"I think that's been proven in time on some of the hit-or-miss situations through the years, of either guys that everybody thought were no-brainers to be great and then they never panned out, or they were guys that nobody knew their names that turned out to be Kurt Warners. So it's a difficult task. It's a difficult task playing quarterback in the NFL, and I don't think it gets any easier or has gotten any easier through time."

Still, unlike some teams who prefer to cross their fingers that their quarterback won't get hurt, the Steelers always have adhered to the belief it is a better to be safe than sorry.

"I've always believed you better insulate yourself at that position," said general manager Kevin Colbert. "To me, you can never have enough good quarterbacks."

The Steelers have been able to do so, too, at a relatively affordable price.

Batch is in the final year of a contract that pays him $940,000 this season. Leftwich is in the final year of a two-year deal that pays him $2 million annually. And Dixon signed a one-year tender before the season that will earn him $1.2 million this season.

"We have done a good job of keeping our quarterbacks," team president Art Rooney II said. "And I think it helps that we have quarterbacks who want to be here."
The fallacy of invincibility

Despite the recent rash of injuries, more changes actually were made at the quarterback position in 2010. Through the first 11 weeks of last season, 18 of the 32 teams started the same quarterback every game.

This year, the number of teams is 24, although that total will shrink to 22 today when Leinart (Texans) and Hanie (Bears) step in as starters.

Believing your quarterback is invincible and in no desperate need of backup help is a trap into which some teams can easily fall.


Brett Favre started an NFL-record 297 consecutive games, most with the Green Bay Packers, before he finally missed a game in 2010.

Before Peyton Manning was injured this season, he had not missed a start since he entered the league in 1998, a streak of 208 consecutive games.

When Tom Brady sustained a season-ending knee injury in the 2008 opener, it marked the only time he has not started for the New England Patriots since he took over as the starter in Week 3 of 2001.

And, since becoming the starter in Week 10 of his rookie season in 2004, Eli Manning has not missed a start in 113 consecutive games for the New York Giants.

"I guess they feel they can ride with the one they have and hope and pray the starter doesn't get hurt," linebacker and defensive captain James Farrior said.

Over the years, Farrior has witnessed what happened in those games that Roethlisberger missed either because of injury or suspension or because he was rested at the end of the regular season. In those 11 games, Batch is 4-1, Leftwich 1-2 and Dixon 2-1.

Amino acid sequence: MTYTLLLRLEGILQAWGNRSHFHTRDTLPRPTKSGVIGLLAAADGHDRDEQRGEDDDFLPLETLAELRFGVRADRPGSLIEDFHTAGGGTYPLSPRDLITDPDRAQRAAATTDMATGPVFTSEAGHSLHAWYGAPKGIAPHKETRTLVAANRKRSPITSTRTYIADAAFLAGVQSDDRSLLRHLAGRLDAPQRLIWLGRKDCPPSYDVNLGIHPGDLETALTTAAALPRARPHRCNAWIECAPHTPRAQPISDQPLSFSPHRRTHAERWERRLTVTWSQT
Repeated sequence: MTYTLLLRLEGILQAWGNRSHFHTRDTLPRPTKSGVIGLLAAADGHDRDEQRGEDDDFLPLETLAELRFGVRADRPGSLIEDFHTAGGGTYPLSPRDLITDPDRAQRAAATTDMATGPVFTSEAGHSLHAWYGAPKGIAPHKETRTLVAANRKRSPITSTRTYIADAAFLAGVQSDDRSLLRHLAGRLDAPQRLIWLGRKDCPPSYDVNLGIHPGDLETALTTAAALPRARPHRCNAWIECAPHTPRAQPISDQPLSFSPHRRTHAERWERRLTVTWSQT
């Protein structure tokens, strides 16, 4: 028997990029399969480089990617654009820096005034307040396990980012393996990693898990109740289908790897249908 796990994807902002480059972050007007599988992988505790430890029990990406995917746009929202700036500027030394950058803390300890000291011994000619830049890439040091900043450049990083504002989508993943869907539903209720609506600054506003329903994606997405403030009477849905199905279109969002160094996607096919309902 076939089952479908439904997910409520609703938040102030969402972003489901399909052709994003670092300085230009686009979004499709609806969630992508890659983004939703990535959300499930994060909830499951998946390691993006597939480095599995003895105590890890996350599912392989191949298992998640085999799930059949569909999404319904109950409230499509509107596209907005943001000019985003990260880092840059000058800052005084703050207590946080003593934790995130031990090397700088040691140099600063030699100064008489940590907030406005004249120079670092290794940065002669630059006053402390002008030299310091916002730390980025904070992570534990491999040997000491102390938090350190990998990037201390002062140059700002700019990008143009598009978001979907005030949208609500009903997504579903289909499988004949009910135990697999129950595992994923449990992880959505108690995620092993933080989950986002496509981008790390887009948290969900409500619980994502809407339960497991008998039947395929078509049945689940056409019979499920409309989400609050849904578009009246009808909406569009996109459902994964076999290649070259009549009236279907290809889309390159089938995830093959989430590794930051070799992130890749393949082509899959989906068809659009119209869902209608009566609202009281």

Their ability to withstand the loss of Roethlisberger because of a four-game suspension in 2010 is one of the main reasons they were able to finish 12-4 and advance to the Super Bowl.

"We have good backups here," Farrior said. "I'm not saying anything about other teams and their backups, but these guys are proven veterans, they've been in the league, they've started games before, they've been in pressure situations, they've won games for us."

Not every team can say the same thing.

Read more: http://www.post-gazette.com/pg/11331/1192873-66-0.stm#ixzz1evBINU1x

11-27-2011, 05:07 PM
I am very grateful for Batch. Every time I see Ben get hit and get up slow I think "There goes the season", but I actually think we would still be a playoff team with Batch provided everybody else played solid at their positions. Batch has never had great receivers to throw to like we have now, it could still be a good passing game. Would we win the SB without Ben, it's probably unlikely, but at least we would still have a chance. IMO I thought we should have had Batch practicing these last few weeks with the starting squad and then start against the Chiefs. I'd hate to see Ben further injure his hand like Cutler and be out for the season, I know any team can beat you if you play down to them, but I think we could win against the Chiefs starting Batch. As for Ben saying "We have 4 guys that could start in this league", that's not true, Dixon will be a back up throughout his career and Leftwich would be a questionable starter on any team. It really surprises me how going into training camp Batch is always our #3 or #4 QB, it actually irritates me, every time he comes in he proves he can fill the role.

11-27-2011, 06:52 PM
Batch is incredibly under-appreciated. He was (and remains)an incredible asset to the Steelers. I'm personally glad he wasn't retired.